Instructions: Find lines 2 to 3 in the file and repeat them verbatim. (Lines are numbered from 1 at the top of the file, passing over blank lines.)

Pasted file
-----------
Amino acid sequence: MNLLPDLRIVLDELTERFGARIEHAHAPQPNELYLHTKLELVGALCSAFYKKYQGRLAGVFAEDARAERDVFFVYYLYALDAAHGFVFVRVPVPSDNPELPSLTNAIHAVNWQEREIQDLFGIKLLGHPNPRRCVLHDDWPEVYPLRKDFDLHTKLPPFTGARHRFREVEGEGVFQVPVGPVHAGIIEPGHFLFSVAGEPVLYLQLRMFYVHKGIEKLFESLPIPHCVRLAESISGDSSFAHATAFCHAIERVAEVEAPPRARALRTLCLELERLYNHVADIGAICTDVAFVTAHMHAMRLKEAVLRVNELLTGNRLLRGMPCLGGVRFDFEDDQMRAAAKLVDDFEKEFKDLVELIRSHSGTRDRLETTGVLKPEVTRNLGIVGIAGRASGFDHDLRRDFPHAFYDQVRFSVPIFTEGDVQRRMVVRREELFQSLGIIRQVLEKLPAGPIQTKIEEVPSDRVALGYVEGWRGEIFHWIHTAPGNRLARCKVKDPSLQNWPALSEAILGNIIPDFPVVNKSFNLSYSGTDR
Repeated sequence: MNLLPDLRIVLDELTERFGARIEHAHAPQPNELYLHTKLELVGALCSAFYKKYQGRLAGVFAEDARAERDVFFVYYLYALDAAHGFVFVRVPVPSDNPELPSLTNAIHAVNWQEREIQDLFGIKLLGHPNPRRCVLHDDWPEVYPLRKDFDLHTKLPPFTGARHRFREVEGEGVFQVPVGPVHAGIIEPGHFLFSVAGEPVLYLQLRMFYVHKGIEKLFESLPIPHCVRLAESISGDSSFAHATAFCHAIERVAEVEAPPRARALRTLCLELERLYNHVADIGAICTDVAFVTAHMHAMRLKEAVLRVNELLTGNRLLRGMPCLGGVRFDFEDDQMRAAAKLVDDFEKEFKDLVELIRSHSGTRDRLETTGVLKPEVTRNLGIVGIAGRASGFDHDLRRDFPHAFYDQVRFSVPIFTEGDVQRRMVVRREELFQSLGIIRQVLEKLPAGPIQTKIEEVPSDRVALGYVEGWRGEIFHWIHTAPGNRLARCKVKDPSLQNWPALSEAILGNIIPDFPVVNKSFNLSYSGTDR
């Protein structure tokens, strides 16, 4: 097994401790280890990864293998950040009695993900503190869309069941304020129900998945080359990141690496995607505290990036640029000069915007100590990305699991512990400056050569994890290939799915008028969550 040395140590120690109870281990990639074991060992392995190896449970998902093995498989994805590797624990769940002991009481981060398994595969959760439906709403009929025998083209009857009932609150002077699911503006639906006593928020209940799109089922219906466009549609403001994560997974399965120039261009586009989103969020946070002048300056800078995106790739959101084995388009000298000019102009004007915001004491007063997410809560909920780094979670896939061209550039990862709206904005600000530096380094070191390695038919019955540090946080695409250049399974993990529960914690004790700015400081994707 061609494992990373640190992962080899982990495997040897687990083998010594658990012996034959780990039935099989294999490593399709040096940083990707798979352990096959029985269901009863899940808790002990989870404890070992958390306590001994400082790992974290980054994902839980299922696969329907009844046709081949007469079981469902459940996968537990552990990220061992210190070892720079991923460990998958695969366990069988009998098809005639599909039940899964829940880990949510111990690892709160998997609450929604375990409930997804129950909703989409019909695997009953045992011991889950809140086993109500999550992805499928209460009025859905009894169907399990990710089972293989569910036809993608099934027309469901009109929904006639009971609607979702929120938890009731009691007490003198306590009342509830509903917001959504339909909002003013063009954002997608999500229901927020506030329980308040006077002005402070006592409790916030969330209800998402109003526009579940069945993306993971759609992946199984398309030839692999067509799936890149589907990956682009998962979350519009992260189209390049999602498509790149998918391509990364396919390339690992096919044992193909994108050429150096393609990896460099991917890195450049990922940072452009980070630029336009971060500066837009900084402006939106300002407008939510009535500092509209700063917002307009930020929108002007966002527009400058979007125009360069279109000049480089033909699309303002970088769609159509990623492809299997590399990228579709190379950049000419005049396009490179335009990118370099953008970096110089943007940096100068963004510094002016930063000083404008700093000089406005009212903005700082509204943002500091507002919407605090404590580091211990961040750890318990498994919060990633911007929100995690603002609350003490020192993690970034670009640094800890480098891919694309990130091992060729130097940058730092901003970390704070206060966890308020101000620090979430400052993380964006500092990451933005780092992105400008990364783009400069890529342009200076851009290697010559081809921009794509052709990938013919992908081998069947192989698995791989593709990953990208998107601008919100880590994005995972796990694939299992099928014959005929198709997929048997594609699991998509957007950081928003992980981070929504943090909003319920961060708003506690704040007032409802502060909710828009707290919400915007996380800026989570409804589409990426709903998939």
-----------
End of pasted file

Repeated sequence: MNLLPDLRIVLDELTERFGARIEHAHAPQPNELYLHTKLELVGALCSAFYKKYQGRLAGVFAEDARAERDVFFVYYLYALDAAHGFVFVRVPVPSDNPELPSLTNAIHAVNWQEREIQDLFGIKLLGHPNPRRCVLHDDWPEVYPLRKDFDLHTKLPPFTGARHRFREVEGEGVFQVPVGPVHAGIIEPGHFLFSVAGEPVLYLQLRMFYVHKGIEKLFESLPIPHCVRLAESISGDSSFAHATAFCHAIERVAEVEAPPRARALRTLCLELERLYNHVADIGAICTDVAFVTAHMHAMRLKEAVLRVNELLTGNRLLRGMPCLGGVRFDFEDDQMRAAAKLVDDFEKEFKDLVELIRSHSGTRDRLETTGVLKPEVTRNLGIVGIAGRASGFDHDLRRDFPHAFYDQVRFSVPIFTEGDVQRRMVVRREELFQSLGIIRQVLEKLPAGPIQTKIEEVPSDRVALGYVEGWRGEIFHWIHTAPGNRLARCKVKDPSLQNWPALSEAILGNIIPDFPVVNKSFNLSYSGTDR
């Protein structure tokens, strides 16, 4: 097994401790280890990864293998950040009695993900503190869309069941304020129900998945080359990141690496995607505290990036640029000069915007100590990305699991512990400056050569994890290939799915008028969550 040395140590120690109870281990990639074991060992392995190896449970998902093995498989994805590797624990769940002991009481981060398994595969959760439906709403009929025998083209009857009932609150002077699911503006639906006593928020209940799109089922219906466009549609403001994560997974399965120039261009586009989103969020946070002048300056800078995106790739959101084995388009000298000019102009004007915001004491007063997410809560909920780094979670896939061209550039990862709206904005600000530096380094070191390695038919019955540090946080695409250049399974993990529960914690004790700015400081994707 061609494992990373640190992962080899982990495997040897687990083998010594658990012996034959780990039935099989294999490593399709040096940083990707798979352990096959029985269901009863899940808790002990989870404890070992958390306590001994400082790992974290980054994902839980299922696969329907009844046709081949007469079981469902459940996968537990552990990220061992210190070892720079991923460990998958695969366990069988009998098809005639599909039940899964829940880990949510111990690892709160998997609450929604375990409930997804129950909703989409019909695997009953045992011991889950809140086993109500999550992805499928209460009025859905009894169907399990990710089972293989569910036809993608099934027309469901009109929904006639009971609607979702929120938890009731009691007490003198306590009342509830509903917001959504339909909002003013063009954002997608999500229901927020506030329980308040006077002005402070006592409790916030969330209800998402109003526009579940069945993306993971759609992946199984398309030839692999067509799936890149589907990956682009998962979350519009992260189209390049999602498509790149998918391509990364396919390339690992096919044992193909994108050429150096393609990896460099991917890195450049990922940072452009980070630029336009971060500066837009900084402006939106300002407008939510009535500092509209700063917002307009930020929108002007966002527009400058979007125009360069279109000049480089033909699309303002970088769609159509990623492809299997590399990228579709190379950049000419005049396009490179335009990118370099953008970096110089943007940096100068963004510094002016930063000083404008700093000089406005009212903005700082509204943002500091507002919407605090404590580091211990961040750890318990498994919060990633911007929100995690603002609350003490020192993690970034670009640094800890480098891919694309990130091992060729130097940058730092901003970390704070206060966890308020101000620090979430400052993380964006500092990451933005780092992105400008990364783009400069890529342009200076851009290697010559081809921009794509052709990938013919992908081998069947192989698995791989593709990953990208998107601008919100880590994005995972796990694939299992099928014959005929198709997929048997594609699991998509957007950081928003992980981070929504943090909003319920961060708003506690704040007032409802502060909710828009707290919400915007996380800026989570409804589409990426709903998939």